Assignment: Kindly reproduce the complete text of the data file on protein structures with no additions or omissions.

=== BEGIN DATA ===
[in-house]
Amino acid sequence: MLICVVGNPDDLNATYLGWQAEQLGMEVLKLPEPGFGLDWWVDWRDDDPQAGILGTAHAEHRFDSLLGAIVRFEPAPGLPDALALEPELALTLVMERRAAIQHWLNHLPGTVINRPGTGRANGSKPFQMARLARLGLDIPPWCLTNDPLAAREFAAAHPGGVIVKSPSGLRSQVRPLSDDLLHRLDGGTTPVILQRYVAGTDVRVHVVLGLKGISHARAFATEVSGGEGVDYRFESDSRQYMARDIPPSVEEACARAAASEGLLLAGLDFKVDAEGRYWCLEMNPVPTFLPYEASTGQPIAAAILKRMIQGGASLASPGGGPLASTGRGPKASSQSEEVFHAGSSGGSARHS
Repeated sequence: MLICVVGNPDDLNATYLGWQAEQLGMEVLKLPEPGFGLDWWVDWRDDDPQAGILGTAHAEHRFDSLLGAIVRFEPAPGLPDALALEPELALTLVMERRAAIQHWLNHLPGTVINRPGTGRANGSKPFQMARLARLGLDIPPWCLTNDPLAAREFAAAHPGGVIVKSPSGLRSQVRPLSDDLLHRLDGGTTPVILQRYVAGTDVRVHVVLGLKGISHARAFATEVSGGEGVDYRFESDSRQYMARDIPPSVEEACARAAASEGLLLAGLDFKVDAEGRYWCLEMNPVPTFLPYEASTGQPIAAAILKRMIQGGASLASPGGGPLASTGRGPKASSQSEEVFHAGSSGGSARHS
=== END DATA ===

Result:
[in-house]
Amino acid sequence: MLICVVGNPDDLNATYLGWQAEQLGMEVLKLPEPGFGLDWWVDWRDDDPQAGILGTAHAEHRFDSLLGAIVRFEPAPGLPDALALEPELALTLVMERRAAIQHWLNHLPGTVINRPGTGRANGSKPFQMARLARLGLDIPPWCLTNDPLAAREFAAAHPGGVIVKSPSGLRSQVRPLSDDLLHRLDGGTTPVILQRYVAGTDVRVHVVLGLKGISHARAFATEVSGGEGVDYRFESDSRQYMARDIPPSVEEACARAAASEGLLLAGLDFKVDAEGRYWCLEMNPVPTFLPYEASTGQPIAAAILKRMIQGGASLASPGGGPLASTGRGPKASSQSEEVFHAGSSGGSARHS
Repeated sequence: MLICVVGNPDDLNATYLGWQAEQLGMEVLKLPEPGFGLDWWVDWRDDDPQAGILGTAHAEHRFDSLLGAIVRFEPAPGLPDALALEPELALTLVMERRAAIQHWLNHLPGTVINRPGTGRANGSKPFQMARLARLGLDIPPWCLTNDPLAAREFAAAHPGGVIVKSPSGLRSQVRPLSDDLLHRLDGGTTPVILQRYVAGTDVRVHVVLGLKGISHARAFATEVSGGEGVDYRFESDSRQYMARDIPPSVEEACARAAASEGLLLAGLDFKVDAEGRYWCLEMNPVPTFLPYEASTGQPIAAAILKRMIQGGASLASPGGGPLASTGRGPKASSQSEEVFHAGSSGGSARHS